Sunday, August 20, 2017

State-owned pharma firm plans for upgrade

State-owned Myanmar Pharmaceutical Factory (MPF) is seeking suppliers for five of its business wings, as it aims to modernise in a changing marketplace.

Workers pack pharmaceutical products at a Yangon factory. Photo: StaffWorkers pack pharmaceutical products at a Yangon factory. Photo: Staff

The company is grappling to improve its products, looking to meet the World Health Organisation’s Good Manufacturing Practice standards. While it produces a number of drugs for the local market, sometimes under its BPI brand name, it faces increasingly stiff competition from Indian imports.

MPF in the past has relied on orders from the Ministry of Health’s central medical store. However, the hospitals’ tenders have become more competitive, with importers increasingly taking part, and MPF says it may be missing out on these orders. The firm may have to change its focus to the mass market, given the growing competition for hospital tenders.

The firm is looking to replace much of its machinery at the five business wings, as part of its modernisation efforts. So far, 20 private companies have submitted Expressions of Interest and the tender will be closed on May 29, according to the factory’s general manager. Five companies will be selected in the final step to join MPF in its businesses.

MPF received K50 billion (US$46 million) of the budget for fiscal year 2016, and will use K32 billion of this for a new project.

“We intend to increase production to almost double. In this project, we are also going to build a  new warehouse, which will be able to store 10 million individual large-volume parenteral drugs, as well as 5 million antibiotic drugs, 500 million capsules and 20 million units of injected medicine,” said U Win Ko Ko, general manager at MPF.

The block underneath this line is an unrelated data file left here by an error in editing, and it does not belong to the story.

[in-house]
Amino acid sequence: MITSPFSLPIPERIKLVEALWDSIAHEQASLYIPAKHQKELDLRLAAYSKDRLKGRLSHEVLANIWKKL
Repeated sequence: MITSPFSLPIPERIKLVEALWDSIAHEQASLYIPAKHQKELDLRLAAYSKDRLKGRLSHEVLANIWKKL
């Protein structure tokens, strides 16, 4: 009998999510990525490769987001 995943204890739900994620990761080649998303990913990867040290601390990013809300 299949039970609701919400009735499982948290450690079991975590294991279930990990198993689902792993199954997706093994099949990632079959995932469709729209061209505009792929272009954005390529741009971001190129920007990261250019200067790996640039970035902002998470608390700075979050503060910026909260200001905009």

“We intend to start the project this year,” he said.

Myanmar Pharmaceutical Factory was formerly known as Burma Pharmaceutical Industry (BPI) until 1988. It is under the administration of the Ministry of Industry.

The state-owned company supplies medical products directly to government-owned hospitals, the Ministry of Defence and the Ministry of Social Welfare. It also has ambitions to supply the wider pharmaceutical market.

Myanmar spends hundreds of millions on importing medicines and other pharmaceutical products each year, because of a lack of local manufacturing plants, according to the Myanmar Pharmaceuticals and Medical Equipment Entrepreneurs Association.

“Last year, we spent $200 million to buy the necessary medicines, but unofficially we estimate that more like $400 million is spent,” U Zaw Moe Khine, general secretary of the association, told the Myanmar Times earlier this month in Mumbai.

Six foreign direct investment proposals to build pharmaceutical manufacturing factories have been approved, but only two companies are in operation – AA Medical Products, the largest pharmaceutical distribution company in Myanmar, and FAME Pharmaceuticals Industry Company, an herbal medicine distribution company.